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Chapter 18 [XVII.]—He Discovers the Reason of Pelagius’ Hesitation So to Say.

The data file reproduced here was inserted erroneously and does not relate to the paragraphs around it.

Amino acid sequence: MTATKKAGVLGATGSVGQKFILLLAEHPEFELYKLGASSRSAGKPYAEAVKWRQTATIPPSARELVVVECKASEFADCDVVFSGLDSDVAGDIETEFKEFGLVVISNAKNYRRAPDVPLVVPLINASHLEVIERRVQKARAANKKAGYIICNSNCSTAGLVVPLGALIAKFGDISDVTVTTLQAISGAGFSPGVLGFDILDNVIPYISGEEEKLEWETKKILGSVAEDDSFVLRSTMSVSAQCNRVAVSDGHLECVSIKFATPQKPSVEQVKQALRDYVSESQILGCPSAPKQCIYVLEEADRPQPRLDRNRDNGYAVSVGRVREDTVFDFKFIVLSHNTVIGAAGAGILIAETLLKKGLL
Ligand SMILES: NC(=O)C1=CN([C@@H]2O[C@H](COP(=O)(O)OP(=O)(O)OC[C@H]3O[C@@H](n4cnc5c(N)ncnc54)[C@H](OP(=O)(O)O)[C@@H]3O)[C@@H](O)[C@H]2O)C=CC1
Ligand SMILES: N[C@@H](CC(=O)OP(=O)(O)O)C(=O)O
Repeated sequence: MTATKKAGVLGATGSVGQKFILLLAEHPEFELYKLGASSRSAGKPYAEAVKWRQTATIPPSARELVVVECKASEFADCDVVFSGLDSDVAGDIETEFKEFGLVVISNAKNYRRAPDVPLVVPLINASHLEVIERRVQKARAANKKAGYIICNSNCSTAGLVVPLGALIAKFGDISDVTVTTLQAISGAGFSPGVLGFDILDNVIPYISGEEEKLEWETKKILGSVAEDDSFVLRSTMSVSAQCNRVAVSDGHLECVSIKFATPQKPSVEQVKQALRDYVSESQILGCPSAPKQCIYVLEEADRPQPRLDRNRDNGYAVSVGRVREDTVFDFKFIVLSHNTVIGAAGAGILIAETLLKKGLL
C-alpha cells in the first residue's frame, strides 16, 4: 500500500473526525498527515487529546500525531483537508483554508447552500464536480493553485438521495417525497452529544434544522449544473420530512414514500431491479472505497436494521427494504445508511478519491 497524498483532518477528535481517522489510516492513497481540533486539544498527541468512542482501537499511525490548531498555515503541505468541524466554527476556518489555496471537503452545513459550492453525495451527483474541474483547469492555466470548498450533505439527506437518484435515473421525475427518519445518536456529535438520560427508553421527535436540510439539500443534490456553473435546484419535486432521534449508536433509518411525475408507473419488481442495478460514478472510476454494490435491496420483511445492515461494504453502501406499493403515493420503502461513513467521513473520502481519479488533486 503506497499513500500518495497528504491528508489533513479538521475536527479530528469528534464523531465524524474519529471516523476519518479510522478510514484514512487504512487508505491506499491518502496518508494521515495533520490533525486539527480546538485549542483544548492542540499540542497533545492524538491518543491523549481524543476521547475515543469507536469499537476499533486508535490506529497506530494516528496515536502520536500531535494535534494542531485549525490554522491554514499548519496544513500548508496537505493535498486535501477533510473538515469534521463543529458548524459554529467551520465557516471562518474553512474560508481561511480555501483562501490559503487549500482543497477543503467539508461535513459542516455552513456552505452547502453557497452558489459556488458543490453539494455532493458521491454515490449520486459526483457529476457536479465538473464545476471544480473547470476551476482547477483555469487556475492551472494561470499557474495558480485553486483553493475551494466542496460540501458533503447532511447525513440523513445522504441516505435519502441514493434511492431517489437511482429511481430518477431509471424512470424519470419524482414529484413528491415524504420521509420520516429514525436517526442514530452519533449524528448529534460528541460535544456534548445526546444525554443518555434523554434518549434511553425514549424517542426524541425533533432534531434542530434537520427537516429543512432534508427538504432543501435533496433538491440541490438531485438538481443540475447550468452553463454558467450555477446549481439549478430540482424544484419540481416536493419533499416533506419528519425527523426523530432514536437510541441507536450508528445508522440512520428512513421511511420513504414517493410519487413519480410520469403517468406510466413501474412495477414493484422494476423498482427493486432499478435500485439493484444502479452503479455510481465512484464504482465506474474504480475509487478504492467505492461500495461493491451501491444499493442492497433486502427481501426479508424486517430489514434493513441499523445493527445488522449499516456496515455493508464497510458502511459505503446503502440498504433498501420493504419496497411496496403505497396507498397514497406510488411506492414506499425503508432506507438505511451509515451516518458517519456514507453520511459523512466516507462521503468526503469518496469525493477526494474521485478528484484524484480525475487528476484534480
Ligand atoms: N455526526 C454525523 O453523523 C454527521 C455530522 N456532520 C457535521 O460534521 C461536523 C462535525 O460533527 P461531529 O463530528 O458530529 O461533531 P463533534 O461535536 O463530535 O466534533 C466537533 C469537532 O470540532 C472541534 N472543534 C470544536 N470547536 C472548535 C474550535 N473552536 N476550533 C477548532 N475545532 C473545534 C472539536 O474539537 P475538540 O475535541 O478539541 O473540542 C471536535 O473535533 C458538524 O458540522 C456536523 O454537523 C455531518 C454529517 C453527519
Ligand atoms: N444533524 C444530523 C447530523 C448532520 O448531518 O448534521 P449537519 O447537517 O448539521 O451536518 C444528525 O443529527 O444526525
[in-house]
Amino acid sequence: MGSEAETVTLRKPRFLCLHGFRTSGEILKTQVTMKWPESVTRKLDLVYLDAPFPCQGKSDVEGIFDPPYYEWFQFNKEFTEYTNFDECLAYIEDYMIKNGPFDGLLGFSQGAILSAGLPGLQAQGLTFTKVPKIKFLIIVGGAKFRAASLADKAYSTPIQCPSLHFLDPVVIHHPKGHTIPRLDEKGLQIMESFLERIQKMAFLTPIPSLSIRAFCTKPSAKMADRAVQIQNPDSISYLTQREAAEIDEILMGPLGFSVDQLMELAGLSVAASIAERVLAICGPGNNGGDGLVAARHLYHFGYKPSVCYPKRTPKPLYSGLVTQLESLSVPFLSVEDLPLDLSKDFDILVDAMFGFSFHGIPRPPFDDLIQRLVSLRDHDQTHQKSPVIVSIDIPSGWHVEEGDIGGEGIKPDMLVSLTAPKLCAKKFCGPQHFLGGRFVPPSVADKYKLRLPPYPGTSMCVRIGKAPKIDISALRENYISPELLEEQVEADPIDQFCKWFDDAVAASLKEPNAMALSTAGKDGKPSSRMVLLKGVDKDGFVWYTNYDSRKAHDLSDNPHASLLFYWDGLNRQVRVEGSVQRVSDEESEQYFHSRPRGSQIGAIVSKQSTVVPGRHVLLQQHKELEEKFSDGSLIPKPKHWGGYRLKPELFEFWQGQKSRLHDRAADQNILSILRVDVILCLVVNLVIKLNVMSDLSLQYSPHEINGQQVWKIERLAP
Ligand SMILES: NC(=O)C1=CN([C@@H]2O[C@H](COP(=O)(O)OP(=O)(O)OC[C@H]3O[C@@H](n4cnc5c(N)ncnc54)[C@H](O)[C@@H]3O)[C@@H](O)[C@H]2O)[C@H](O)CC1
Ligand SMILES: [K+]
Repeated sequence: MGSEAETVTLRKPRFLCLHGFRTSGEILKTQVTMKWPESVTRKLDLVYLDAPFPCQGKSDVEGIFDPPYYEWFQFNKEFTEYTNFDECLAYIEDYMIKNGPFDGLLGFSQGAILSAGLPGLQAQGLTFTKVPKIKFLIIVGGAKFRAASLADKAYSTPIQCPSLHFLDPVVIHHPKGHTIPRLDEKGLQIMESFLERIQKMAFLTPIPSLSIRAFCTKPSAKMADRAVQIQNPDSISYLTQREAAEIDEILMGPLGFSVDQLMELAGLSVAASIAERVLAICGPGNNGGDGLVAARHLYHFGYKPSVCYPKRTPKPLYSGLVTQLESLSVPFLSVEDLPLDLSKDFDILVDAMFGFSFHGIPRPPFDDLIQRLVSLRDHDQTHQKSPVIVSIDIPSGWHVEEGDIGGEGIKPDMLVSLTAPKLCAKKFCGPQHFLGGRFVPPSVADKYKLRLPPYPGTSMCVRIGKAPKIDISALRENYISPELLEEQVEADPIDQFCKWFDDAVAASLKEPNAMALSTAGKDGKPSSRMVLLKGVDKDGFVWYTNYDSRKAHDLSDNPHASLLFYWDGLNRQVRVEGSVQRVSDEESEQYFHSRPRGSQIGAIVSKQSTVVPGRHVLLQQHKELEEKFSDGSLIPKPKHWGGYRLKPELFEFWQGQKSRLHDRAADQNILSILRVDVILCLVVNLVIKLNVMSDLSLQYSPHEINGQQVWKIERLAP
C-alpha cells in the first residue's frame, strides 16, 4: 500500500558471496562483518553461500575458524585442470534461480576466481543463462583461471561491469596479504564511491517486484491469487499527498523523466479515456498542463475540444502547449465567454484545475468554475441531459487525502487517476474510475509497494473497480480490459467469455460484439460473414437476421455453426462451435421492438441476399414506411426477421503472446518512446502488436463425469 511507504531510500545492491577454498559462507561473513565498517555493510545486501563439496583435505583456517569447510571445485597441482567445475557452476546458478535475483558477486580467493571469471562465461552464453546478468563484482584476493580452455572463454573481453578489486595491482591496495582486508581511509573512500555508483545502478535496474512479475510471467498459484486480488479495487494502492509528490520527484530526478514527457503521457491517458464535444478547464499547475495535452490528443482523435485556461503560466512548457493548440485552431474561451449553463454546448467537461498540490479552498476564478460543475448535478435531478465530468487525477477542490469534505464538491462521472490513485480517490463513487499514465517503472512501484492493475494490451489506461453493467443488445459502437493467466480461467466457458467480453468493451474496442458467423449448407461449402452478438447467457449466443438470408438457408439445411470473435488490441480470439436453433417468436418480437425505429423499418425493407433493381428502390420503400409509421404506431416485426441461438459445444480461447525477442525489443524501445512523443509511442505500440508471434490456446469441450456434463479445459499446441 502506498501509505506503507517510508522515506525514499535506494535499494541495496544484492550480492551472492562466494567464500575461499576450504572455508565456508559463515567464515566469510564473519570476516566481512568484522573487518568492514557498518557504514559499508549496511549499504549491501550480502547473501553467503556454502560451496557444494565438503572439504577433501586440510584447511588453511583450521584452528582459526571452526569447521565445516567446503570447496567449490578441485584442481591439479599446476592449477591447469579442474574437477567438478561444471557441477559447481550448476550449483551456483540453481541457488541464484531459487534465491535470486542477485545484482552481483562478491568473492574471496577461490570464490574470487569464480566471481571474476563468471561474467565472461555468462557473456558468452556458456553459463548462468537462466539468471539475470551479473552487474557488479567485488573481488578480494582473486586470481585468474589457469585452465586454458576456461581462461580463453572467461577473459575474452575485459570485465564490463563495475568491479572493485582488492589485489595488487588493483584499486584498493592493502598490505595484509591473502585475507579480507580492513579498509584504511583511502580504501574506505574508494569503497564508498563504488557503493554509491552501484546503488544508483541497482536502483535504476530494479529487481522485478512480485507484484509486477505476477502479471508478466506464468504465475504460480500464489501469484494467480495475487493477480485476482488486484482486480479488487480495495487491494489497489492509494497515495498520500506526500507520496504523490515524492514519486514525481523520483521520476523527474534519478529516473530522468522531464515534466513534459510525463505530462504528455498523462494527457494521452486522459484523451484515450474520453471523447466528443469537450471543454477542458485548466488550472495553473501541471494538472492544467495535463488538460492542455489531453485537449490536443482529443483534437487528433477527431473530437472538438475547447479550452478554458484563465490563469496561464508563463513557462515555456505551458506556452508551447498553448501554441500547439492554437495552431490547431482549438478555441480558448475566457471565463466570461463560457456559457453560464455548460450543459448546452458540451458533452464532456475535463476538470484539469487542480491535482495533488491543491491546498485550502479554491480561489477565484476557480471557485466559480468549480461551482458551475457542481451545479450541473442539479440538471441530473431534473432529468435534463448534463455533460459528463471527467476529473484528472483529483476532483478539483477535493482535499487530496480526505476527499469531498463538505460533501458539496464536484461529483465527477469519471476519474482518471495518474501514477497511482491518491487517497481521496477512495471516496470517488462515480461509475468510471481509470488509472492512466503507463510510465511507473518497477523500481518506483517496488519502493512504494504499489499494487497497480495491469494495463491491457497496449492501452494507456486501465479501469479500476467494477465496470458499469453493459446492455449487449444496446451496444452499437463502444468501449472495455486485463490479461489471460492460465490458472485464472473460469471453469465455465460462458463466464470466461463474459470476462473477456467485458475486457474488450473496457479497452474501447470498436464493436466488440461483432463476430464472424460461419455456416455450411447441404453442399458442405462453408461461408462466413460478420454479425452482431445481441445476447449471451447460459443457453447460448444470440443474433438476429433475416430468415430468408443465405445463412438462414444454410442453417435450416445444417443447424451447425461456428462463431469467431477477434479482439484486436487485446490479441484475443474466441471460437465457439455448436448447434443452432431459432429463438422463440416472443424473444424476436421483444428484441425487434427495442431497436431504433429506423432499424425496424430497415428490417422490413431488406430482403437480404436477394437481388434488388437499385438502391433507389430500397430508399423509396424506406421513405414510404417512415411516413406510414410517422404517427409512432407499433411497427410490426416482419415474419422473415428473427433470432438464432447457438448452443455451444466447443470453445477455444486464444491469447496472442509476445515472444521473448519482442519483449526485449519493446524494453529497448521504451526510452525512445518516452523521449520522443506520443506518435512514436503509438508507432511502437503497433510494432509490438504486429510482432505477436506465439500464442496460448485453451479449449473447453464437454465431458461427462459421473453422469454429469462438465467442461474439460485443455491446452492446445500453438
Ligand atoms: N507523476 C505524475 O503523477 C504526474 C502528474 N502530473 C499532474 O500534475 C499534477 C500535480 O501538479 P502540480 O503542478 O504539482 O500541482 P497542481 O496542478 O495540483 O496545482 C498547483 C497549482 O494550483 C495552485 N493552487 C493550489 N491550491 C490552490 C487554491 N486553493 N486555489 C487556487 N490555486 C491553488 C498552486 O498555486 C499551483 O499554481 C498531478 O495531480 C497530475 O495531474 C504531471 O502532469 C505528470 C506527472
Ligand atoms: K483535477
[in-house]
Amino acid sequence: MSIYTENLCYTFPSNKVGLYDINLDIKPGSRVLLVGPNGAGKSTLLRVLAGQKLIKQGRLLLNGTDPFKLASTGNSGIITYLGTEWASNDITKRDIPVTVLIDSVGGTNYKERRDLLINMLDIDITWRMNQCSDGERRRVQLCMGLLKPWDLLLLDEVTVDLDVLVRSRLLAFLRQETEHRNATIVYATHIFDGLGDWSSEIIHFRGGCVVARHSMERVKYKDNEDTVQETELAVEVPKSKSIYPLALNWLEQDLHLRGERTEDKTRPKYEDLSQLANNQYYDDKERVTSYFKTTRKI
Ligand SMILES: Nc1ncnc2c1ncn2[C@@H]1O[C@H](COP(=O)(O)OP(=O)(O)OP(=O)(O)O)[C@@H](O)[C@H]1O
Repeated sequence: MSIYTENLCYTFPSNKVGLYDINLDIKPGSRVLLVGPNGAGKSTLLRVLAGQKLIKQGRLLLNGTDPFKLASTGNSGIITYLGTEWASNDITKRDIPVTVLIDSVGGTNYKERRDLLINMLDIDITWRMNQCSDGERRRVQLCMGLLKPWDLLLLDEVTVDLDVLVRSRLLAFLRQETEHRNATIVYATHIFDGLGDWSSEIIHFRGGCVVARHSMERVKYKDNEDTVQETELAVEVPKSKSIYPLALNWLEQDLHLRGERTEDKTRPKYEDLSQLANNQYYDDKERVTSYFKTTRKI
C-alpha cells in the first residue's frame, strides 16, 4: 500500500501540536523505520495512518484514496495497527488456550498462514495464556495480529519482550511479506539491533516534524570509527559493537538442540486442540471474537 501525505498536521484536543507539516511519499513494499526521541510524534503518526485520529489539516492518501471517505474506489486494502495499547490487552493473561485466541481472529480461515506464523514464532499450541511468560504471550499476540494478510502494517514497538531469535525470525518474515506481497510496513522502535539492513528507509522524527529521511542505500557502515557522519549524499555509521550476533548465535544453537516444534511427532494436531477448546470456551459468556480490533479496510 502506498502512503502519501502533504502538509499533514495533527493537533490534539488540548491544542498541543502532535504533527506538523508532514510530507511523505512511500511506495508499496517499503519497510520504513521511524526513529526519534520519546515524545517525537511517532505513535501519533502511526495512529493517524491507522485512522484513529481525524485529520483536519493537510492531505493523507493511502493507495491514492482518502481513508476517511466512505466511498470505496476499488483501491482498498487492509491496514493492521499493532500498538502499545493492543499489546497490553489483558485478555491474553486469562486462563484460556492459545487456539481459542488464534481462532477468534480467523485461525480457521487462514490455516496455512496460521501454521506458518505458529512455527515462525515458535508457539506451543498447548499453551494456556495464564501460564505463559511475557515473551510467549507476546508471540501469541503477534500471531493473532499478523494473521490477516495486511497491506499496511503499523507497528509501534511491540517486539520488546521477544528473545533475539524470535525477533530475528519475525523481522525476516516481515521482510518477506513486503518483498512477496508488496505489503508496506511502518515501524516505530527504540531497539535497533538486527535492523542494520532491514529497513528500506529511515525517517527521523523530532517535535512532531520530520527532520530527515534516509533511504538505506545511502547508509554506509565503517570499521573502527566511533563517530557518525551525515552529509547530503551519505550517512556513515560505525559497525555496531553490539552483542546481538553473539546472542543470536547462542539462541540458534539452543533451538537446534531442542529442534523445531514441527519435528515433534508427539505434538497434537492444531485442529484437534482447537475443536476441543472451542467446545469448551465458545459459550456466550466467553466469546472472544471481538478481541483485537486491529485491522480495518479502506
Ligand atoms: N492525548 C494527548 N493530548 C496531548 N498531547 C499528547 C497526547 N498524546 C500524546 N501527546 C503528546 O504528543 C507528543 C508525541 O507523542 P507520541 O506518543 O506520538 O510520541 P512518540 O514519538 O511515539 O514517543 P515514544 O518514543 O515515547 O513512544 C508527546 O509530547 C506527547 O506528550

For, when wishing to point out why this lies within our own competency, he says: “Because we are able to turn all these actions into evil.” This, then, was the reason why he was afraid to admit that such an action proceeds “both from ourselves and from God,” lest it should be objected to him in reply: “If the fact of our doing, speaking, thinking anything good, is owing both to ourselves and to God, because He has endowed us with this ability, then it follows that our doing, thinking, speaking evil things, is due to ourselves and to God, because He has here also endowed us with ability of indifferency; the conclusion from this being—and God forbid that we should admit any such—that just as God is associated with ourselves in the praise of good actions, so must He share with us the blame of evil actions.” For that “capacity” with which He has endowed us makes us capable alike of good actions and of evil ones.

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